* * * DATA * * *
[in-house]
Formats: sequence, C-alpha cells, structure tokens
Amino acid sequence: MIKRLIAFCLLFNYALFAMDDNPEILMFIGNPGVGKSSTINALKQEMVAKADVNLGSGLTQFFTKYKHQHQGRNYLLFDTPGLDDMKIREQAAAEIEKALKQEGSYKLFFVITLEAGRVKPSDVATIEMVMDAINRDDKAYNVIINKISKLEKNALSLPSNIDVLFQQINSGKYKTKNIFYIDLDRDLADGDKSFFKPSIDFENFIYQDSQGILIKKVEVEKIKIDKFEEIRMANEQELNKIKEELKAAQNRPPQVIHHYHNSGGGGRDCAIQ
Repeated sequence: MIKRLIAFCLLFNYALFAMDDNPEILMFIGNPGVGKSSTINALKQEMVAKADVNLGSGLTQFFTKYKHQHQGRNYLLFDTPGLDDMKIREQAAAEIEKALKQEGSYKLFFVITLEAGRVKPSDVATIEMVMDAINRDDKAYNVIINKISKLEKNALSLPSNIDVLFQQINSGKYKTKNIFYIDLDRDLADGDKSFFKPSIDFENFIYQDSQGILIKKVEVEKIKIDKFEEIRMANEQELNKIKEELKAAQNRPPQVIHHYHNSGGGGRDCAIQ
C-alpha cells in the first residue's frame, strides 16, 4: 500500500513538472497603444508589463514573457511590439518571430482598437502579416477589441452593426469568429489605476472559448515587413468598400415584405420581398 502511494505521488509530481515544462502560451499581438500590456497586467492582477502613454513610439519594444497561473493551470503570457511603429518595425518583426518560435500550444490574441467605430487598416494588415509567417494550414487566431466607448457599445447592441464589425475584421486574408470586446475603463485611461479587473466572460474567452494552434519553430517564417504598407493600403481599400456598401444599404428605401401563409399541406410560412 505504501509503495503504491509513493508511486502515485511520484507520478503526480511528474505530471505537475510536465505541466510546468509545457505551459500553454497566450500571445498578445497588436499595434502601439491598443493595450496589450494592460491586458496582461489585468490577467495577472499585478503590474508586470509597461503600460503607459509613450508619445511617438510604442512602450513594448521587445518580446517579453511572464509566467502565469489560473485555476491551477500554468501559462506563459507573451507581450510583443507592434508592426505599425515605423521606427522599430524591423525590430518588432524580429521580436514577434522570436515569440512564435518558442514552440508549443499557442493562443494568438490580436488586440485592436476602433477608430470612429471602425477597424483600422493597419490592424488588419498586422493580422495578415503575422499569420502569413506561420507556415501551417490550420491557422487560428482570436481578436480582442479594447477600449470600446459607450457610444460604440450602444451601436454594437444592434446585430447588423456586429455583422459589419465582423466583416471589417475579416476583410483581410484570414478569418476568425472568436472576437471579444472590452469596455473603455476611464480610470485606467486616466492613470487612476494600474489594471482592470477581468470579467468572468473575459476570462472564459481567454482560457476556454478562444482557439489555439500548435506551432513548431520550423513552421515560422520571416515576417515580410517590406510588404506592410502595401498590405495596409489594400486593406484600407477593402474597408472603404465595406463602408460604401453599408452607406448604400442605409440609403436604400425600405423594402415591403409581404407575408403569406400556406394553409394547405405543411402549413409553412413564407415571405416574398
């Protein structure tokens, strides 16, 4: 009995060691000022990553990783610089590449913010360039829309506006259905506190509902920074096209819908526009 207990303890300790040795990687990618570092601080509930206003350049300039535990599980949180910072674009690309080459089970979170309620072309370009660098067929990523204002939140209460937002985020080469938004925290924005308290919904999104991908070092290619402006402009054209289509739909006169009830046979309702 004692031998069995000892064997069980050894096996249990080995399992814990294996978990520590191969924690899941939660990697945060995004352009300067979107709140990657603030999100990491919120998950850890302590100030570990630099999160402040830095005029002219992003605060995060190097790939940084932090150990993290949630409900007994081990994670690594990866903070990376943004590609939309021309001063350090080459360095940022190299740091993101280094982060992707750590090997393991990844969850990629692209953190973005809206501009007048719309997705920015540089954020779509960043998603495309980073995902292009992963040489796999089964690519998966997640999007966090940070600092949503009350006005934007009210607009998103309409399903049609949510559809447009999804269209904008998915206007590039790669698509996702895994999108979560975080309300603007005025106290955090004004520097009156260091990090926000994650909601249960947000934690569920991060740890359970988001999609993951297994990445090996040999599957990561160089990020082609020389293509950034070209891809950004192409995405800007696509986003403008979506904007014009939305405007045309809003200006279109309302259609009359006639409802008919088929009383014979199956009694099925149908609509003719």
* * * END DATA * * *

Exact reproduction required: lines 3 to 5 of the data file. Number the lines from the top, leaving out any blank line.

Amino acid sequence: MIKRLIAFCLLFNYALFAMDDNPEILMFIGNPGVGKSSTINALKQEMVAKADVNLGSGLTQFFTKYKHQHQGRNYLLFDTPGLDDMKIREQAAAEIEKALKQEGSYKLFFVITLEAGRVKPSDVATIEMVMDAINRDDKAYNVIINKISKLEKNALSLPSNIDVLFQQINSGKYKTKNIFYIDLDRDLADGDKSFFKPSIDFENFIYQDSQGILIKKVEVEKIKIDKFEEIRMANEQELNKIKEELKAAQNRPPQVIHHYHNSGGGGRDCAIQ
Repeated sequence: MIKRLIAFCLLFNYALFAMDDNPEILMFIGNPGVGKSSTINALKQEMVAKADVNLGSGLTQFFTKYKHQHQGRNYLLFDTPGLDDMKIREQAAAEIEKALKQEGSYKLFFVITLEAGRVKPSDVATIEMVMDAINRDDKAYNVIINKISKLEKNALSLPSNIDVLFQQINSGKYKTKNIFYIDLDRDLADGDKSFFKPSIDFENFIYQDSQGILIKKVEVEKIKIDKFEEIRMANEQELNKIKEELKAAQNRPPQVIHHYHNSGGGGRDCAIQ
C-alpha cells in the first residue's frame, strides 16, 4: 500500500513538472497603444508589463514573457511590439518571430482598437502579416477589441452593426469568429489605476472559448515587413468598400415584405420581398 502511494505521488509530481515544462502560451499581438500590456497586467492582477502613454513610439519594444497561473493551470503570457511603429518595425518583426518560435500550444490574441467605430487598416494588415509567417494550414487566431466607448457599445447592441464589425475584421486574408470586446475603463485611461479587473466572460474567452494552434519553430517564417504598407493600403481599400456598401444599404428605401401563409399541406410560412 505504501509503495503504491509513493508511486502515485511520484507520478503526480511528474505530471505537475510536465505541466510546468509545457505551459500553454497566450500571445498578445497588436499595434502601439491598443493595450496589450494592460491586458496582461489585468490577467495577472499585478503590474508586470509597461503600460503607459509613450508619445511617438510604442512602450513594448521587445518580446517579453511572464509566467502565469489560473485555476491551477500554468501559462506563459507573451507581450510583443507592434508592426505599425515605423521606427522599430524591423525590430518588432524580429521580436514577434522570436515569440512564435518558442514552440508549443499557442493562443494568438490580436488586440485592436476602433477608430470612429471602425477597424483600422493597419490592424488588419498586422493580422495578415503575422499569420502569413506561420507556415501551417490550420491557422487560428482570436481578436480582442479594447477600449470600446459607450457610444460604440450602444451601436454594437444592434446585430447588423456586429455583422459589419465582423466583416471589417475579416476583410483581410484570414478569418476568425472568436472576437471579444472590452469596455473603455476611464480610470485606467486616466492613470487612476494600474489594471482592470477581468470579467468572468473575459476570462472564459481567454482560457476556454478562444482557439489555439500548435506551432513548431520550423513552421515560422520571416515576417515580410517590406510588404506592410502595401498590405495596409489594400486593406484600407477593402474597408472603404465595406463602408460604401453599408452607406448604400442605409440609403436604400425600405423594402415591403409581404407575408403569406400556406394553409394547405405543411402549413409553412413564407415571405416574398